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This article appears in the December 17, 2021 issue of Executive Intelligence Review.

[Print version of this article]

Ibero-America Briefs

Nicaragua Re-Establishes Ties to China, Set to Join BRI Next

Nicaragua has demonstrated that small nations can play a critical role in shifting global affairs towards the better. The “Cold War” UK-U.S. Summit for Democracy was underway, when from Managua on Dec. 9, Foreign Minister Denis Moncada announced that Nicaragua was breaking ties with Taiwan, and supporting the One China Principle. By the next day, Chinese Vice Foreign Minister Ma Zhaoxu and Nicaragua’s Investment, Trade and International Cooperation advisor, Laureano Ortega Murillo, had signed a Joint Communique re-establishing their diplomatic relations, broken since 1990.

In a letter to Chinese Foreign Minister Wang Yi, Moncada wrote of the “singular importance” of Nicaragua making this decision “in the complex moments such as the world is going through.” Nicaragua is honored to inaugurate “a new era of growth” with China, and “stands ready to start talks with China on signing cooperation agreements under the Belt and Road Initiative,” he stated.

Wang spoke virtually with Moncada, and then with the Nicaraguan delegation in Tianjin, China. Both sides spoke of quickly initiating BRI talks. Wang “warmly congratulated” the Nicaraguan and Chinese teams for “record-breaking speed in resuming diplomatic ties,” when he spoke with Laureano Ortega and Finance Minister Ivan Acosta, the Chinese Foreign Ministry reported. “China is delighted to have a new friend in Latin America and the Caribbean, and a good partner in advancing Belt and Road cooperation and building a community with a shared future for mankind.”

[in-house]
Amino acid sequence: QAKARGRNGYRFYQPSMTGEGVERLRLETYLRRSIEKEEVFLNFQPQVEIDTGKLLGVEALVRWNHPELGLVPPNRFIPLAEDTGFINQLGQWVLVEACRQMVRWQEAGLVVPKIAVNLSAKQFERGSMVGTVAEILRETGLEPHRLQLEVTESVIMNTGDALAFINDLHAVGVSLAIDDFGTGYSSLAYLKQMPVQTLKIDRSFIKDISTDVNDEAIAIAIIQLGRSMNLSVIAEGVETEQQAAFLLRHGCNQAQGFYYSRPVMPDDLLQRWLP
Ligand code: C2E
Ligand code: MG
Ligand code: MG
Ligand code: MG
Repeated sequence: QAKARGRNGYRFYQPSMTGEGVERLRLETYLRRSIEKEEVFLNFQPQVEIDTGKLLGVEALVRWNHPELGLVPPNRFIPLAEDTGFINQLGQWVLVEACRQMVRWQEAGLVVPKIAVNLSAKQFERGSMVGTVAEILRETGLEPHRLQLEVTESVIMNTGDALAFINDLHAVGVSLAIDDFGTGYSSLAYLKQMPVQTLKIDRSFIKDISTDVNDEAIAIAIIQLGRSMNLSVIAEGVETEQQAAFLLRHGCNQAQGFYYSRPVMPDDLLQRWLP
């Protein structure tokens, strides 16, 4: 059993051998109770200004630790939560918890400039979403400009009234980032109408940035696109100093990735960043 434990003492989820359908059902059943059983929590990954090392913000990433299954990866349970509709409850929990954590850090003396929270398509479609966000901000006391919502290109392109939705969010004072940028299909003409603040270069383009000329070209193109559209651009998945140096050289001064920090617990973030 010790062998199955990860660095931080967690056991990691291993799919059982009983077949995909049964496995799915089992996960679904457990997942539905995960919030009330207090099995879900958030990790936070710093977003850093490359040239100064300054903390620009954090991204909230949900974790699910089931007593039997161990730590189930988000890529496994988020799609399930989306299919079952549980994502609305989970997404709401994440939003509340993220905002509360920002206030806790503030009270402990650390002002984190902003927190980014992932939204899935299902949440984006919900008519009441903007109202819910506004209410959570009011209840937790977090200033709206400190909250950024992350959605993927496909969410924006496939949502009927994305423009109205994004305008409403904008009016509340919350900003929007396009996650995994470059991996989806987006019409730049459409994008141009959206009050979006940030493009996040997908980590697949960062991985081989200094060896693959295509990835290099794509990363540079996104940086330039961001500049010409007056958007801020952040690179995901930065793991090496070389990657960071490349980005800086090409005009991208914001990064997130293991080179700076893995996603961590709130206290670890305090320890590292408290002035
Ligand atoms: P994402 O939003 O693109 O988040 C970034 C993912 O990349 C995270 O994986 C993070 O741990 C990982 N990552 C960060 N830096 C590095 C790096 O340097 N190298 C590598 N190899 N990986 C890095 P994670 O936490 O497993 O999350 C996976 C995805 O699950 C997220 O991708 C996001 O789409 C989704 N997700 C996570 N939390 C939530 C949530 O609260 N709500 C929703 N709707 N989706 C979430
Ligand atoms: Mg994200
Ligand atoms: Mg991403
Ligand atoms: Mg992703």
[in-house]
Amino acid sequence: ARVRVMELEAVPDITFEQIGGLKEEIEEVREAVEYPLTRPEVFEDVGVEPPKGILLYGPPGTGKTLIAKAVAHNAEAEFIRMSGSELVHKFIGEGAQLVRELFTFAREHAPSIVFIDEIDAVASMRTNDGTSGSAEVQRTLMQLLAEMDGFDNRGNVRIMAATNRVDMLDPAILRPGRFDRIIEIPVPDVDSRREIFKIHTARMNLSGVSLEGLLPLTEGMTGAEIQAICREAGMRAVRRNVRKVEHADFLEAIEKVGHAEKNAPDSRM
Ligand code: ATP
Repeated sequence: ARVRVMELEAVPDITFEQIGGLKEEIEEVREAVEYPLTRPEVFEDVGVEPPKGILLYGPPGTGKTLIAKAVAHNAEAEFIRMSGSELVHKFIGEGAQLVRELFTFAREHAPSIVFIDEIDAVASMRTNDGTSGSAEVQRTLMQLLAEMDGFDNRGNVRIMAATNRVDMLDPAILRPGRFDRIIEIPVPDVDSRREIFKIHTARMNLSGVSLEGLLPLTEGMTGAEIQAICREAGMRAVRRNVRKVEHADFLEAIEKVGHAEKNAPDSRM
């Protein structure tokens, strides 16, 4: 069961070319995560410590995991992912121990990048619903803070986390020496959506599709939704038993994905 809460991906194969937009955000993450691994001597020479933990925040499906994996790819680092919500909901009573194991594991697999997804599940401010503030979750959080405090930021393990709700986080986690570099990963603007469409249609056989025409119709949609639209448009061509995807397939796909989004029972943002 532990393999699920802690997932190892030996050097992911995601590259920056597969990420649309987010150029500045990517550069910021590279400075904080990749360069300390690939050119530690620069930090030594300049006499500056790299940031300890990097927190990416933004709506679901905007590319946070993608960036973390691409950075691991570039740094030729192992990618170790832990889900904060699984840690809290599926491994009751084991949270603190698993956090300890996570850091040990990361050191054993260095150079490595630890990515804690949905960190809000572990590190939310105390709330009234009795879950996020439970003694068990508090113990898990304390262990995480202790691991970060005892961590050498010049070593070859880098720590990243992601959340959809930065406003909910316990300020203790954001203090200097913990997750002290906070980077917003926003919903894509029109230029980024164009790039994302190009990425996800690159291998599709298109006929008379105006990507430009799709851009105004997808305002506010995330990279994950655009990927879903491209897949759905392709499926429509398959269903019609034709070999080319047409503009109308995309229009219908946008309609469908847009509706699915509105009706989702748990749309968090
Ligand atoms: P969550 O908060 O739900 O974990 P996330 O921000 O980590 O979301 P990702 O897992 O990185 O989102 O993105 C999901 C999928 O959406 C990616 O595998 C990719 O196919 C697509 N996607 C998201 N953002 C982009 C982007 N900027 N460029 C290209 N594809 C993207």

Nicaragua “stands ready to join the great initiative of Belt and Road cooperation and strengthen collaboration with China in various fields to enhance national development and well-being,” Ortega replied. Acosta called China “a reliable partner for development,” adding that Nicaragua “looks forward to learning from China’s experience of success and delivering more benefits to the people of Nicaragua.”

The U.S. State Department is furious that its drive to isolate and overthrow the Ortega government has been outflanked. It called Nicaragua’s November 2021 presidential elections illegitimate, and has been pressuring other nations to not recognize the Ortega government and to join in economic sanctions. State Department press spokesman Ned Price issued a petulant statement on Dec. 9 that “the Ortega-Murillo regime” had no “mandate to remove Nicaragua from the family of American democracies,” and insisted that “all countries that value democratic institutions, transparency, the rule of law, and promoting economic prosperity for their citizens …[should] expand engagement with Taiwan.”

Will New Honduran Government Establish Diplomatic Ties with China?

Libre party candidate Xiomara Castro won an overwhelming majority in Honduras’s Nov. 28 presidential election. The first woman ever to be president, she identifies herself and her movement as leftist. Her husband is former President Mel Zelaya, a cause célèbre since he was thrown out of office by the military in 2009 for various reasons. But without bringing economic progress, Castro will be unable to govern successfully.